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The Distributed Artificial Intelligence Research Lab directed by Professor Anita Raja, is concerned with the design and development of  intelligent single and multi-agent systems.  Lab members conduct research in distributed computing, convention formation, cascading risks,  clinical informatics, monitoring and control of computation, complex networks, machine learning, resource-bounded reasoning, and reasoning under uncertainty.

Advanced Machine Learning for Clinical Informatics

The multifactorial complexity of clinical data complicates prediction and prevention of undesired outcomes. This project aims to investigate the value of more advanced machine learning methods by simultaneously considering all the factors, to develop better predictive and prevention methods.

2019 NIH/NLM-funded praoject information forthcoming.

To read the NSF-funded project abstract, click here.

Project papge:

Emergence of Social Norms and Conventions in Multiagent Systems

In this project, we study the importance and challenges of establishing cooperation among self-interested agents in multiagent systems (MAS). The hypothesis of this work is that equipping agents in networked MAS with “network thinking” capabilities and using this contextual knowledge to form social norms in an effective and efficient manner improves the performance of the MAS. We investigate the social norm emergence problem in conventional norms (where there is no conflict between individual and collective interests) and essential norms (where agents need to explicitly cooperate to achieve socially-efficient behavior) from a game-theoretic perspective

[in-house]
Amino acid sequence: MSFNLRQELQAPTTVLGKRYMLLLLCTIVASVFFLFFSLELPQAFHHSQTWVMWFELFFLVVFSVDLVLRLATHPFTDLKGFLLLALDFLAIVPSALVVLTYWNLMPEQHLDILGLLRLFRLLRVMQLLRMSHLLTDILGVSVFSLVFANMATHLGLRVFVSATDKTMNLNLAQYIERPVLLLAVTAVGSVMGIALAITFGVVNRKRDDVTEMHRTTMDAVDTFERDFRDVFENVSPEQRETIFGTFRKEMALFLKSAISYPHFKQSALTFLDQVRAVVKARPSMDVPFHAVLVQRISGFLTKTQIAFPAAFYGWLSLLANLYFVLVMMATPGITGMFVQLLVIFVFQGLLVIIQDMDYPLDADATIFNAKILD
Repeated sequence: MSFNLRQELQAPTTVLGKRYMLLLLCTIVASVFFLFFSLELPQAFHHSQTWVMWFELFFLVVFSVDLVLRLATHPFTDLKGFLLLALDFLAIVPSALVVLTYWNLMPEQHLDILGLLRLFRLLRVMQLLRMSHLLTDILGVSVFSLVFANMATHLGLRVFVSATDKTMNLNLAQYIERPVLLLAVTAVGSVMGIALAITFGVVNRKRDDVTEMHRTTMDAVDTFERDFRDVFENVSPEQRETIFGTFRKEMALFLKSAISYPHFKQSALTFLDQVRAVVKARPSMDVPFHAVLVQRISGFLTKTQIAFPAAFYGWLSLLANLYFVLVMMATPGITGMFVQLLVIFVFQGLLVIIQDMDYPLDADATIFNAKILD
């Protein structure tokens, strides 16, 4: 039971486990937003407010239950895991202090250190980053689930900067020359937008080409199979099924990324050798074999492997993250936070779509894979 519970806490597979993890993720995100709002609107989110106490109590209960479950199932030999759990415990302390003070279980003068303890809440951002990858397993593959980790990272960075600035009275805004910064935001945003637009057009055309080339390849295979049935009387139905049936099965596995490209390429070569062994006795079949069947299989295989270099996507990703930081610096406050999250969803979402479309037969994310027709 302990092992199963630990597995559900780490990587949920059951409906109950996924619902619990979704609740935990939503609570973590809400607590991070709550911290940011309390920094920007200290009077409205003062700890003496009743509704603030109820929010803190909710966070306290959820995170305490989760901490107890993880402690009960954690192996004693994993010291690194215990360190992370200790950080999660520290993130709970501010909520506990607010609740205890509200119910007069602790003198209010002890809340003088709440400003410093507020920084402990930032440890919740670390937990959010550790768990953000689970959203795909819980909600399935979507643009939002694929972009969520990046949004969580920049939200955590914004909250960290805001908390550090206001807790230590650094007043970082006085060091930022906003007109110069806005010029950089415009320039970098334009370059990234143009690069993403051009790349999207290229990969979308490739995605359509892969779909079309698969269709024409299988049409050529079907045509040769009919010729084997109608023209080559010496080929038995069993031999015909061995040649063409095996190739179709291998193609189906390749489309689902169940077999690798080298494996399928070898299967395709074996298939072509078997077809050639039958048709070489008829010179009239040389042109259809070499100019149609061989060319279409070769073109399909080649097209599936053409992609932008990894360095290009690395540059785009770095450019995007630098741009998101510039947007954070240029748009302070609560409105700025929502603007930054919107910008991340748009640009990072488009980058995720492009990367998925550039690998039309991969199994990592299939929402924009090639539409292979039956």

• Visit the project website here.

Decision Making in Partially Observable Environments

Design, develop and evaluate stochastic transition probability function, cost effectiveness analysis and sensitivity analysis to support decision making in uncertain environments. We will study this in the context of prevention of undesired outcomes in clinical informatics.

Coordinating Meta-level Control Across Agent Boundaries

The fundamental question addressed in this work is how to determine and obtain the minimal overlapping context among decentralized decision makers required to make their decisions more consistent. Our approach is a two-phased learning process where agents first learn their policies offline within the context of a simplified environment where it is not necessary to know detailed context information about neighbors. We evaluate our approach by addressing meta-level decisions in a complex multiagent weather tracking domains.

Visit the project website here.

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